University of Surrey

Test tubes in the lab Research in the ATI Dance Research

Adolescents committed to care following difficult behaviour: A comparison of social workers' judgments concerning Black and White children.

Cawson, Patricia. (1989) Adolescents committed to care following difficult behaviour: A comparison of social workers' judgments concerning Black and White children. Doctoral thesis, University of Surrey (United Kingdom)..

[img]
Preview
Text
10798314.pdf
Available under License Creative Commons Attribution Non-commercial Share Alike.

Download (14MB) | Preview

Abstract

The purpose of the research was to explore the theoretical models which social workers applied to the understanding of adolescents coming before the juvenile court for troublesome behaviour; and to ascertain whether different models were applied to the behaviour or family situation of black and white adolescents. The study examined the use of models derived from psychology and sociology, and considered the influence of moral values and cultural stereotypes, both within the previous research tradition in this subject, and as possible underpinning to the social workers' use of theory. A sample was drawn of 93 adolescents committed to care in London under Section 1(2)(c-f) or 7(7) of the 1969 Children and Young Persons Act. Data was taken from social work reports on the children's behaviour and family background. Analysis focussed in detail on those adolescents who had been committed to care within 18 months of referral to the social services department, and from this group a sample of 22 matched pairs of black and white children (44 children) was selected for detailed content analysis of the social workers' reports to the court. The research attempted to develop grounded theory to aid the sociological understanding of the substantive problem, and refine the understanding of three relevant sociological models: the marginal position of black social work clients in a white-dominated professional culture; the stigmatisation of social work clients, especially those from ethnic minorities; and the use of social work as a means of social control. Results suggest that social workers' use of theory is more complex than previously thought, with differential strategic use of psychology and sociology in open court and confidential file reports, and when dealing with particularly sensitive subjects such as race. Social workers developed a form of composite theorising which blended sociology and psychology in a coherent whole to meet the complexity of an observed situation. This reflects the impossibility of seeking a whole explanation within any single, pre-paradigmatic discipline. Doubts were also cast on the usefulness of sociological models of marginality, which could not be demonstrated by systematic analysis, as distinct from the use of selective examples. The use of stigmatising mechanisms could be demonstrated. The issue of social control emerged as a multi-faceted negotiating process rather than as a direct two-way struggle between the powerful and the powerless.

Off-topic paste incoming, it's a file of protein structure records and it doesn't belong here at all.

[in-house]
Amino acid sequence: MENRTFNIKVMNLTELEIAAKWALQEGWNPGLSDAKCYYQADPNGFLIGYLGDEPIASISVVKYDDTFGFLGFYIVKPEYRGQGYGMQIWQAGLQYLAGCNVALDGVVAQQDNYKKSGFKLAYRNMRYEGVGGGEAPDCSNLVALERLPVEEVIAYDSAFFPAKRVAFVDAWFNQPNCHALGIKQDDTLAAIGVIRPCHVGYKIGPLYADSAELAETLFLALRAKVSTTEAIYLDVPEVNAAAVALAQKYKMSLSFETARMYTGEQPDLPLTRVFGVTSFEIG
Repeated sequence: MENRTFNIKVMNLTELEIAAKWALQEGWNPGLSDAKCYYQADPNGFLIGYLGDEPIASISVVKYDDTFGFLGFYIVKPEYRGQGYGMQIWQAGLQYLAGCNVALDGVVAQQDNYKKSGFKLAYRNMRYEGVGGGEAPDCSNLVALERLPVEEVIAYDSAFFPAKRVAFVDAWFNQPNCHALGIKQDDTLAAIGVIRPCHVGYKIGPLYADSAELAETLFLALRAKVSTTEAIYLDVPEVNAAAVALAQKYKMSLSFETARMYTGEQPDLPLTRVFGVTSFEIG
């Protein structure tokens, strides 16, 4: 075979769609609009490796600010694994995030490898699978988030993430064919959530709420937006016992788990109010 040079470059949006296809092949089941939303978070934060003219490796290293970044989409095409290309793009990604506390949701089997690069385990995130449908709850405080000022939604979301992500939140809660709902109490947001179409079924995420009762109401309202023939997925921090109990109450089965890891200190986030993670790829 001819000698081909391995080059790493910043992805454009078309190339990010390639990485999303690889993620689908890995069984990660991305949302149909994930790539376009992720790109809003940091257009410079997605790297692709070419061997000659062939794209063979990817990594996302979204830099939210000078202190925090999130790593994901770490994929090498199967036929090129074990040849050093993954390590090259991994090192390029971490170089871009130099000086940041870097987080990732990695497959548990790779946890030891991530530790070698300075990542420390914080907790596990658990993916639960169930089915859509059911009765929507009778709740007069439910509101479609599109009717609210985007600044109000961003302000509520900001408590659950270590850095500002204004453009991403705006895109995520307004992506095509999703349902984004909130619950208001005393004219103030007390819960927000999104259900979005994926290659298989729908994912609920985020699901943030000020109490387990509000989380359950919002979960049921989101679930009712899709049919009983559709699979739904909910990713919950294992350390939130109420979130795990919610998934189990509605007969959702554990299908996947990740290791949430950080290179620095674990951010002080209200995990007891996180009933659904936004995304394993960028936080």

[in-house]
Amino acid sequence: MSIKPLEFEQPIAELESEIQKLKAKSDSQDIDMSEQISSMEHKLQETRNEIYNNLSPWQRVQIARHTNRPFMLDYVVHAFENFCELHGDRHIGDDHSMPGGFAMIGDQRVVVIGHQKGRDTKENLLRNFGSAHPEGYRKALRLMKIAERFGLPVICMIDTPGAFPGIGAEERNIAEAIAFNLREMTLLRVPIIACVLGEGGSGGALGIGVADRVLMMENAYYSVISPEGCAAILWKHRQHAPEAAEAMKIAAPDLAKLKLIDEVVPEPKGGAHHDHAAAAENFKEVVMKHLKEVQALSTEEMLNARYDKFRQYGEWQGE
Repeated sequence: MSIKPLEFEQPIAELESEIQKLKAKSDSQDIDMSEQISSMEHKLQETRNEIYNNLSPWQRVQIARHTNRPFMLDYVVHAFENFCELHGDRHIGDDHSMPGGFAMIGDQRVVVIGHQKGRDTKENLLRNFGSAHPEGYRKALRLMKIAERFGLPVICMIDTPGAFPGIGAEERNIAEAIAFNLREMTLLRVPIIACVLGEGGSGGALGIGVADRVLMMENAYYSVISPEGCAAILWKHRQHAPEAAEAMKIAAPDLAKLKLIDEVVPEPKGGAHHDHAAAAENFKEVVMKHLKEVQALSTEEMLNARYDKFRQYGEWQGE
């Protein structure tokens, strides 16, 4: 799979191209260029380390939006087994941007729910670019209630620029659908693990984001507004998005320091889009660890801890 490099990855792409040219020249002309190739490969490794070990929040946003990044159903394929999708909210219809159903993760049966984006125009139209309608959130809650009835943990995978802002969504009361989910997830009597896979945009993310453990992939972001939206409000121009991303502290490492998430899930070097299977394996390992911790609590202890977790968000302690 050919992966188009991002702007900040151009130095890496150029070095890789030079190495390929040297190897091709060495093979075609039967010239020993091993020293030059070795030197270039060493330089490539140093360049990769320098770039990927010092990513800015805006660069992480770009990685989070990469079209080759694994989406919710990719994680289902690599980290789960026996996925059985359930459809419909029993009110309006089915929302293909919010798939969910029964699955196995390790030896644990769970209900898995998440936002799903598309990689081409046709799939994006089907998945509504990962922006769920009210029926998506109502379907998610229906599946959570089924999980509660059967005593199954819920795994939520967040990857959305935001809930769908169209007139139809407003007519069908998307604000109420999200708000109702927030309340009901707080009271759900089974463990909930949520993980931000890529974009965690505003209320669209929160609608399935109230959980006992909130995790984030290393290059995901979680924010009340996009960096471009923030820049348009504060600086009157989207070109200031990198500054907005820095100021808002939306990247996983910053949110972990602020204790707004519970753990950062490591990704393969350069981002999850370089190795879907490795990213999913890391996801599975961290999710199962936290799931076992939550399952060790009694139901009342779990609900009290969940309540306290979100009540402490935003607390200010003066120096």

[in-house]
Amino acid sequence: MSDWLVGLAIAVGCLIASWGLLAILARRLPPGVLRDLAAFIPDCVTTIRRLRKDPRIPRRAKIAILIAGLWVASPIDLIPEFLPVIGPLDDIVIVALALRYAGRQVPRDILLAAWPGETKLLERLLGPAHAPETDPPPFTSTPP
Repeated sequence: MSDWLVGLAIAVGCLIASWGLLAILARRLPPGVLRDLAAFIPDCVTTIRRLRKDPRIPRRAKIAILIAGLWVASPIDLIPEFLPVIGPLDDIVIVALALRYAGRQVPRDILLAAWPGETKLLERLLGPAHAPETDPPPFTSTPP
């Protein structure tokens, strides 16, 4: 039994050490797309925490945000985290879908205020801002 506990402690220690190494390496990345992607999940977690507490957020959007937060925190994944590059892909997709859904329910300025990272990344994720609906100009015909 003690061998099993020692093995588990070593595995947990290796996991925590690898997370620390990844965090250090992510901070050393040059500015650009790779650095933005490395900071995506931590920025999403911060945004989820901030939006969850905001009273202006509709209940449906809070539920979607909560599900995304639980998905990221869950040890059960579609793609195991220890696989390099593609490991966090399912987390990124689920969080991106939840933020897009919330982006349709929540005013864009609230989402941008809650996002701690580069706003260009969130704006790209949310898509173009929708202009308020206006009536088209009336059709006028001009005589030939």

Item Type: Thesis (Doctoral)
Divisions : Theses
Authors :
NameEmailORCID
Cawson, Patricia.
Date : 1989
Contributors :
ContributionNameEmailORCID
http://www.loc.gov/loc.terms/relators/THS
Additional Information : Thesis (Ph.D.)--University of Surrey (United Kingdom), 1989.
Depositing User : EPrints Services
Date Deposited : 22 Jun 2018 13:00
Last Modified : 06 Nov 2018 16:52
URI: http://epubs.surrey.ac.uk/id/eprint/847293

Actions (login required)

View Item View Item

Downloads

Downloads per month over past year


Information about this web site

© The University of Surrey, Guildford, Surrey, GU2 7XH, United Kingdom.
+44 (0)1483 300800